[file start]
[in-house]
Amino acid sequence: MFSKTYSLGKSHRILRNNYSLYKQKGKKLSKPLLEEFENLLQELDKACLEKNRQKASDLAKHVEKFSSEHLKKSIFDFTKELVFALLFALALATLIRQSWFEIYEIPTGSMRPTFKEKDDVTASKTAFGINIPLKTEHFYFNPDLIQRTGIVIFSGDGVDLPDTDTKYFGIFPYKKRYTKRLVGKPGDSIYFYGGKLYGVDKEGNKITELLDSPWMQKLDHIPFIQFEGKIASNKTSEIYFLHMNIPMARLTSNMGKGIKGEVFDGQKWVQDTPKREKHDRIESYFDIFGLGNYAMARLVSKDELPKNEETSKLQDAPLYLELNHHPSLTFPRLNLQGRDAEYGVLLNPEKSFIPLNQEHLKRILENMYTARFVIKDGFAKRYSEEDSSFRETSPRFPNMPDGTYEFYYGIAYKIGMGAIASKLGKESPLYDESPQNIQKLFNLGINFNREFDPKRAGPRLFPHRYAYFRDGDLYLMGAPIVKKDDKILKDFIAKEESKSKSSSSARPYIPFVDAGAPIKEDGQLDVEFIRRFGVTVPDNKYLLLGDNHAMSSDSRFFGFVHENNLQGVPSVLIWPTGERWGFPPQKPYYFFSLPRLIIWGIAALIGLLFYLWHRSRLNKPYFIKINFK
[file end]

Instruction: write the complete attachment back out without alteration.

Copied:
[in-house]
Amino acid sequence: MFSKTYSLGKSHRILRNNYSLYKQKGKKLSKPLLEEFENLLQELDKACLEKNRQKASDLAKHVEKFSSEHLKKSIFDFTKELVFALLFALALATLIRQSWFEIYEIPTGSMRPTFKEKDDVTASKTAFGINIPLKTEHFYFNPDLIQRTGIVIFSGDGVDLPDTDTKYFGIFPYKKRYTKRLVGKPGDSIYFYGGKLYGVDKEGNKITELLDSPWMQKLDHIPFIQFEGKIASNKTSEIYFLHMNIPMARLTSNMGKGIKGEVFDGQKWVQDTPKREKHDRIESYFDIFGLGNYAMARLVSKDELPKNEETSKLQDAPLYLELNHHPSLTFPRLNLQGRDAEYGVLLNPEKSFIPLNQEHLKRILENMYTARFVIKDGFAKRYSEEDSSFRETSPRFPNMPDGTYEFYYGIAYKIGMGAIASKLGKESPLYDESPQNIQKLFNLGINFNREFDPKRAGPRLFPHRYAYFRDGDLYLMGAPIVKKDDKILKDFIAKEESKSKSSSSARPYIPFVDAGAPIKEDGQLDVEFIRRFGVTVPDNKYLLLGDNHAMSSDSRFFGFVHENNLQGVPSVLIWPTGERWGFPPQKPYYFFSLPRLIIWGIAALIGLLFYLWHRSRLNKPYFIKINFK